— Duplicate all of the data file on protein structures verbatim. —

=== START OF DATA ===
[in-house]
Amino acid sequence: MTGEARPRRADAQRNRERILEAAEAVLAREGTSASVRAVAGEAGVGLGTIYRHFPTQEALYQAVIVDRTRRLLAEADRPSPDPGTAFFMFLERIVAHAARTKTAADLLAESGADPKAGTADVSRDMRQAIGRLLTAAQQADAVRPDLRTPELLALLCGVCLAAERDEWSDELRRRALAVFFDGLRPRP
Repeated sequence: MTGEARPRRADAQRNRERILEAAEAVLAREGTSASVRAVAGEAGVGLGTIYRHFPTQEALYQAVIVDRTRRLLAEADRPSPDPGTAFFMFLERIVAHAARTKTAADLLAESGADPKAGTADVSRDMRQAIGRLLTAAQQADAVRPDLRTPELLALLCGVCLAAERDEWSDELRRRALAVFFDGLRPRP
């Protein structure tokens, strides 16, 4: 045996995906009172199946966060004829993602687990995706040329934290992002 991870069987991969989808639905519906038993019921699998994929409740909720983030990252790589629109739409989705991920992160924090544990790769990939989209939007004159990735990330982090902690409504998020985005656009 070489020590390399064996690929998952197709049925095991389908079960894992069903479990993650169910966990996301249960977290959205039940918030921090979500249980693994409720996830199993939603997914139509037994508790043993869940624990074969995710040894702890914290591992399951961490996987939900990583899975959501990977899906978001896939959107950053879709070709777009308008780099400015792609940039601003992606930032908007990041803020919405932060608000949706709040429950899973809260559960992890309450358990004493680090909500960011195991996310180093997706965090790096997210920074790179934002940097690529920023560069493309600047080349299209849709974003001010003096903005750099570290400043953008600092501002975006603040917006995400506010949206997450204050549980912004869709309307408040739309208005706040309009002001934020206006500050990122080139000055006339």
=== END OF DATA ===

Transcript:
[in-house]
Amino acid sequence: MTGEARPRRADAQRNRERILEAAEAVLAREGTSASVRAVAGEAGVGLGTIYRHFPTQEALYQAVIVDRTRRLLAEADRPSPDPGTAFFMFLERIVAHAARTKTAADLLAESGADPKAGTADVSRDMRQAIGRLLTAAQQADAVRPDLRTPELLALLCGVCLAAERDEWSDELRRRALAVFFDGLRPRP
Repeated sequence: MTGEARPRRADAQRNRERILEAAEAVLAREGTSASVRAVAGEAGVGLGTIYRHFPTQEALYQAVIVDRTRRLLAEADRPSPDPGTAFFMFLERIVAHAARTKTAADLLAESGADPKAGTADVSRDMRQAIGRLLTAAQQADAVRPDLRTPELLALLCGVCLAAERDEWSDELRRRALAVFFDGLRPRP
């Protein structure tokens, strides 16, 4: 045996995906009172199946966060004829993602687990995706040329934290992002 991870069987991969989808639905519906038993019921699998994929409740909720983030990252790589629109739409989705991920992160924090544990790769990939989209939007004159990735990330982090902690409504998020985005656009 070489020590390399064996690929998952197709049925095991389908079960894992069903479990993650169910966990996301249960977290959205039940918030921090979500249980693994409720996830199993939603997914139509037994508790043993869940624990074969995710040894702890914290591992399951961490996987939900990583899975959501990977899906978001896939959107950053879709070709777009308008780099400015792609940039601003992606930032908007990041803020919405932060608000949706709040429950899973809260559960992890309450358990004493680090909500960011195991996310180093997706965090790096997210920074790179934002940097690529920023560069493309600047080349299209849709974003001010003096903005750099570290400043953008600092501002975006603040917006995400506010949206997450204050549980912004869709309307408040739309208005706040309009002001934020206006500050990122080139000055006339």